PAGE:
Drew's Fave Book: High Output Management by And

Oct 14, 2022

Tristan Handy is the Founder and CEO @ dbt, a data transformation tool that enables data analysts and engineers to transform, test and document data in the cloud data warehouse. To date, Tristan has raised over $400M from the likes of Sequoia, Altimeter, Coatue, ICONIQ and GV with the latest funding round valuing the company at $4.2BN. Prior to founding dbt, Tristan was the VP Marketing @ RJ Metrics and got his break in the world of startups through former 20VC guest, Anthony Casalena with a Director of Operations role at Squarespace.

In Today's Episode with Tristan Handy:

1.) Entry into Startups:

  • How did Tristan make his way into the world of startups with his first role at Squarespace?
  • How did Tristan's time with Squarespace impact how he builds dbt today?
  • What does Tristan know now that he wishes he had known when he founded dbt?

2.) Our Jobs Are Not That Hard:

  • Why does Tristan believe that our jobs are not that hard?
  • If going down this line, how does Tristan hire? What does he look for? How does he test for it?
  • When does experience matter? When does it not matter?

3.) dbt: The Company

  • Why does Tristan believe that remote work does not work?
  • What financial packages have dbt put in place to allow their employees this physical interaction?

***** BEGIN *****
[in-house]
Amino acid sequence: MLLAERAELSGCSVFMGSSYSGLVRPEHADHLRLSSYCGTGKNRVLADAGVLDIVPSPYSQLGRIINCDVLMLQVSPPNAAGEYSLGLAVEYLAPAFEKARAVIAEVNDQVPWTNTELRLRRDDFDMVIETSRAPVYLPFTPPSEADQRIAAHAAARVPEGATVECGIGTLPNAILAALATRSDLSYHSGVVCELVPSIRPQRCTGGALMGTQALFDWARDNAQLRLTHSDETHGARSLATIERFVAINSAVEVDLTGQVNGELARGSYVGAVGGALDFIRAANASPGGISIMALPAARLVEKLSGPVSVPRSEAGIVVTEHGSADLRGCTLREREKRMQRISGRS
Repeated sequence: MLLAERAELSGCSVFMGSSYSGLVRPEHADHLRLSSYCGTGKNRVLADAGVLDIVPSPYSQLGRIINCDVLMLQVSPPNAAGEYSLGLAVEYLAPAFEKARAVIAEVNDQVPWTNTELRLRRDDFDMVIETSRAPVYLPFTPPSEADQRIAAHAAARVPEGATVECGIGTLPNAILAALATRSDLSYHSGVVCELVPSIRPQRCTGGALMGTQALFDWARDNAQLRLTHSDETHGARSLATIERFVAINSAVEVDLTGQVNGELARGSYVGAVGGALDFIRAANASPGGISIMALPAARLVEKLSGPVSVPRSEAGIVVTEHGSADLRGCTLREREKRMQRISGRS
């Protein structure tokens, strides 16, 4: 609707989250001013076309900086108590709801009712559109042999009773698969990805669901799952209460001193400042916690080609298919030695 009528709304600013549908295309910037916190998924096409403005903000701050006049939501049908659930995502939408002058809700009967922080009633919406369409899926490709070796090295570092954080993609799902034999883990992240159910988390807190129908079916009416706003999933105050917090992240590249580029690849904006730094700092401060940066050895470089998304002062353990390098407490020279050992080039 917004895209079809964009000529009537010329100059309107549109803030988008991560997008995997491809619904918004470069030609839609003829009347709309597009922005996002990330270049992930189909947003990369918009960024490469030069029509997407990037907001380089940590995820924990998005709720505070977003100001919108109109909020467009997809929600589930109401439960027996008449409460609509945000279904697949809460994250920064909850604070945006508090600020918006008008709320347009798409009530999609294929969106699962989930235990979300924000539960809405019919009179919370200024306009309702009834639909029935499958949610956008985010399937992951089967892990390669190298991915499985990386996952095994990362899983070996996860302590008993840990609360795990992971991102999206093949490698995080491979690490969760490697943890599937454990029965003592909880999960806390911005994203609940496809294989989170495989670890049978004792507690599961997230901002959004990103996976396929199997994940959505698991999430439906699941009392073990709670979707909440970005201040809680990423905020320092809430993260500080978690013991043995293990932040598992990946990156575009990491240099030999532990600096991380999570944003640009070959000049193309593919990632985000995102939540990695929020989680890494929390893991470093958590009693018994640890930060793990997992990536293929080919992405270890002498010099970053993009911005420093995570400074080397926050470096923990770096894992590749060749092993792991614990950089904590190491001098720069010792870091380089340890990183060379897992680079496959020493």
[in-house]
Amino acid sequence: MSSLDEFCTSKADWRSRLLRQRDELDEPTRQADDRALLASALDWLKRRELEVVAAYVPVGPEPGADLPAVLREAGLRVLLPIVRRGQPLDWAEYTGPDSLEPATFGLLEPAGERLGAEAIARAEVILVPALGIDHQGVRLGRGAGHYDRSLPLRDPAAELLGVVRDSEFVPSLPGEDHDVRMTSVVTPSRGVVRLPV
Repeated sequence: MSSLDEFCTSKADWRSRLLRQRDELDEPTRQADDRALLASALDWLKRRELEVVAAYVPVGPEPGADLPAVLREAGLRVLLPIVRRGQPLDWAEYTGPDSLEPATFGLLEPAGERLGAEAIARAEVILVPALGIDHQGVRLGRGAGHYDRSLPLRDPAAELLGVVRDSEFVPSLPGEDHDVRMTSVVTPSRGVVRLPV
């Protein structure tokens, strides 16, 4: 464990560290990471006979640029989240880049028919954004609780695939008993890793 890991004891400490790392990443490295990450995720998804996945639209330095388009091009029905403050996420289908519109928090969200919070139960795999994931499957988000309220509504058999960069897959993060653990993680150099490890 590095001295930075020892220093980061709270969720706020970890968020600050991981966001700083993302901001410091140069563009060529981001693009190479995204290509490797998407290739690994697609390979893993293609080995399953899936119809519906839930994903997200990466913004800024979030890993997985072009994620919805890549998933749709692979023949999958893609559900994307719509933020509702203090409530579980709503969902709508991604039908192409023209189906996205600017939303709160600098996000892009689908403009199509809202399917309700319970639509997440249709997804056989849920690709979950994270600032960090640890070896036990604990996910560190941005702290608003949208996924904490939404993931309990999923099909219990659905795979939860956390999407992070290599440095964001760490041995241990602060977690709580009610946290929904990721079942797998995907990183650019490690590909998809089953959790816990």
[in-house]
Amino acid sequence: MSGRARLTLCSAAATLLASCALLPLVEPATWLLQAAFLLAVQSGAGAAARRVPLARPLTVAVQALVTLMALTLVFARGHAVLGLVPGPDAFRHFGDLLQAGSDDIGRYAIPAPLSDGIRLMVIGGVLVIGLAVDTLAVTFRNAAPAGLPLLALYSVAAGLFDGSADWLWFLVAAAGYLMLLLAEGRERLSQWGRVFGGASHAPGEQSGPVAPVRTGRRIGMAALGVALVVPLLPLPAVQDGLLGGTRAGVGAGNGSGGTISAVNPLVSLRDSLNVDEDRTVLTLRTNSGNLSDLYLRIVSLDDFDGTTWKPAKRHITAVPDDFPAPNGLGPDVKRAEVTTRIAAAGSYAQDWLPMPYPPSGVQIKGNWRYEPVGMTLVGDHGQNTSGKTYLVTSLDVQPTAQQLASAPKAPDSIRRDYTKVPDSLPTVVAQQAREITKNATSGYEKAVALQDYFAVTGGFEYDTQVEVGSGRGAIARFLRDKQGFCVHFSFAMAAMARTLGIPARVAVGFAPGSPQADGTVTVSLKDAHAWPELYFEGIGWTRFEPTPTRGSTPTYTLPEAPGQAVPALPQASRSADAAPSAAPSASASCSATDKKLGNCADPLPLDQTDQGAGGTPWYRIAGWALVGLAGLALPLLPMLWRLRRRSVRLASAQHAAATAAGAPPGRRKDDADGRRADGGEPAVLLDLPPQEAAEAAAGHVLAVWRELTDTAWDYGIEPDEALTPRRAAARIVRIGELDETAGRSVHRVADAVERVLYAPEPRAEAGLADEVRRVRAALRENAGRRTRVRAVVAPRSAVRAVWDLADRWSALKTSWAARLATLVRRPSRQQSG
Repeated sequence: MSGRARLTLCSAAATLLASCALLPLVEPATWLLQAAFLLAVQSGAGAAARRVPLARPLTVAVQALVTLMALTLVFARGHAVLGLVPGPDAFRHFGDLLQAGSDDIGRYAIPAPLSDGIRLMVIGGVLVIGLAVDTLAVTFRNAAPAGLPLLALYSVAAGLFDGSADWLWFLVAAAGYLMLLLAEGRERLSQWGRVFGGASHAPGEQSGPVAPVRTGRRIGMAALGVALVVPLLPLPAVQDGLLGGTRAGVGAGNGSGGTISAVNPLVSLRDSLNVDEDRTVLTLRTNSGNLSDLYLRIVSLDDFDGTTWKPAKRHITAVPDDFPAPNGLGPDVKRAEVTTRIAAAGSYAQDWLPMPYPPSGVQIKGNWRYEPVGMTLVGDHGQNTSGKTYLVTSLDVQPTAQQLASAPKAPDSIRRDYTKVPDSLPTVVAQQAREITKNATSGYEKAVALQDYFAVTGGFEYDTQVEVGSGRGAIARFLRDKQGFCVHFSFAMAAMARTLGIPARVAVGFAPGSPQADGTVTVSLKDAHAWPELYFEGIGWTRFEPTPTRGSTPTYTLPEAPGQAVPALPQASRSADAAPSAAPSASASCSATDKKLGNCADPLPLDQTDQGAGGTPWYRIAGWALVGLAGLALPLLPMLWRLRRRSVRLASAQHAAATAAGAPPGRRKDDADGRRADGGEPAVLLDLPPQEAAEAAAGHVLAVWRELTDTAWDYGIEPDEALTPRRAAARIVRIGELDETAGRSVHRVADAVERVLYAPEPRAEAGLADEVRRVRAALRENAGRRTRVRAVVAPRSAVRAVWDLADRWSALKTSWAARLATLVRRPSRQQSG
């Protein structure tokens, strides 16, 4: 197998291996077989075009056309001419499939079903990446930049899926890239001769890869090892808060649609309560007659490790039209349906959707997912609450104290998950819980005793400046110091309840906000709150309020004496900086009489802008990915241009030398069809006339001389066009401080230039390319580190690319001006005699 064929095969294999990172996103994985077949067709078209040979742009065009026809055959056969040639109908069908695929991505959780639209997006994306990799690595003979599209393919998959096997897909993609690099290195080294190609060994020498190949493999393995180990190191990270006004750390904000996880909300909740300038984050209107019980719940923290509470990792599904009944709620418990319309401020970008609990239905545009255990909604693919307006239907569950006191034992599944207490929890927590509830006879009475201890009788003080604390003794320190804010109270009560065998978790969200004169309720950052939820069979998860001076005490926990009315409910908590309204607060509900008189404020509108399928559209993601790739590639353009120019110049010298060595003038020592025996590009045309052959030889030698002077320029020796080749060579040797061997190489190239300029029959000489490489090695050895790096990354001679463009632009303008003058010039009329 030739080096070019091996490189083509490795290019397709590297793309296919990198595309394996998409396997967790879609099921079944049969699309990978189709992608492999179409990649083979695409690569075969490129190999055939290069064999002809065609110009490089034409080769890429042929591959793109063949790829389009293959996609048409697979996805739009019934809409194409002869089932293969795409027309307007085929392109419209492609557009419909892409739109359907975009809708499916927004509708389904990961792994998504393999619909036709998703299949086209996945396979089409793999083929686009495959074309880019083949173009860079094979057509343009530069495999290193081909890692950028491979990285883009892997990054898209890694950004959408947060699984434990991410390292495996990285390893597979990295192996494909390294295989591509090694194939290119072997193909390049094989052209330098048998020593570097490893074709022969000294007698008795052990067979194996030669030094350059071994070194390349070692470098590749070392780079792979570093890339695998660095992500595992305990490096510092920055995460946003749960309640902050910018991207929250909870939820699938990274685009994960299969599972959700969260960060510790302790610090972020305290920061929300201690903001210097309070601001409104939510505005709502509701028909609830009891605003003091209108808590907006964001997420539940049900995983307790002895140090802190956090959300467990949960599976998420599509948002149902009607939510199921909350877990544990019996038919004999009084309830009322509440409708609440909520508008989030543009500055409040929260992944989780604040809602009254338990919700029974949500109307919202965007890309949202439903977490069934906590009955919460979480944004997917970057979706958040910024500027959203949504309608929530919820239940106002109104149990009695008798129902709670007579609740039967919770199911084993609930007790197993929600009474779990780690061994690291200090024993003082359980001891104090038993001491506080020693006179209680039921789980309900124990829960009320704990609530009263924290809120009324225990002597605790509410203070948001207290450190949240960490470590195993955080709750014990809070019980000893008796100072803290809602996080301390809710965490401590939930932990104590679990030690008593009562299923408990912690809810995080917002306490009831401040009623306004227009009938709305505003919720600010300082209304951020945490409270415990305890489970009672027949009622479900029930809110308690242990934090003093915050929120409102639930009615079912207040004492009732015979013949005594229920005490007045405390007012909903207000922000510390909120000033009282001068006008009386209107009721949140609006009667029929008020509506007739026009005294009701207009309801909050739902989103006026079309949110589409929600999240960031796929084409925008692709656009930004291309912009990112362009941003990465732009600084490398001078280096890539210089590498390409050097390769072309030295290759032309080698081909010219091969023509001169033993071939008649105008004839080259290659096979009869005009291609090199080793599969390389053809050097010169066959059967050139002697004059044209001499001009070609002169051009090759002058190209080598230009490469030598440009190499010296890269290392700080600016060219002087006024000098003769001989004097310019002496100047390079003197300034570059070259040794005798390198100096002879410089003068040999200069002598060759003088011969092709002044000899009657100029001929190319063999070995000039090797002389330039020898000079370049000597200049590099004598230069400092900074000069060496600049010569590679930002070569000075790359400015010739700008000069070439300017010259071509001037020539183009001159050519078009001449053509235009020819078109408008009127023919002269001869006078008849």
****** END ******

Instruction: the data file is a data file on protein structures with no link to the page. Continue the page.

• What does Tristan believe is the hardest element of building a hybrid company? When does everything start to break?
  • What are the biggest lessons Tristan and dbt have taken from Gitlab?

4.) Tristan: The Leader

  • How does Tristan conduct and execute on the best performance reviews?
  • How does Tristan create an environment of safety where people feel they can be honest and transparent?
  • What are the elements that you cannot be transparent on? Where does transparency break down?

5.) Trading Freedom for Scale:

  • dbt could have been a small and super profitable company, why did Tristan decide to trade off the freedom and raise big from VCs?
  • How did Tristan raise over $414M without ever talking about an efficiency metric?
  • Is Tristan concerned about living into the $4.2BN valuation in what is a very different time?
  • With the benefit of hindsight, is Tristan pleased he went big and raised venture?
Oct 12, 2022

Gustav Söderström is Spotify’s Chief Research & Development Officer. He has the CPO & CTO responsibility, overseeing the product, design, data, and engineering teams at Spotify and is responsible for Spotify’s product strategy. Gustav is also an entrepreneur and investor who has founded and sold startups that he co-founded to Meta’s Oculus in 2014 and then also his first startup which he co-founded and led as CEO, up until their acquisition by Yahoo! Gustav is also the host of the podcast mini-series  -- Spotify: A product story -- which offers a glimpse into the decisions that have guided Spotify’s product evolution.

In Today's Episode with Gustav Söderström

1.) From Selling Companies to Yahoo and Meta to Leading Spotify's Product:

  • How did Gustav first make his way into the world of tech and startups?
  • What was it that made Gustav so compelled to join Daniel Ek and build Spotify?
  • What does Gustav know now that he wishes he had known when he started?

2.) "Never Fight a Macro Wind":

  • What does Gustav mean when he says "never fight a macro wind"?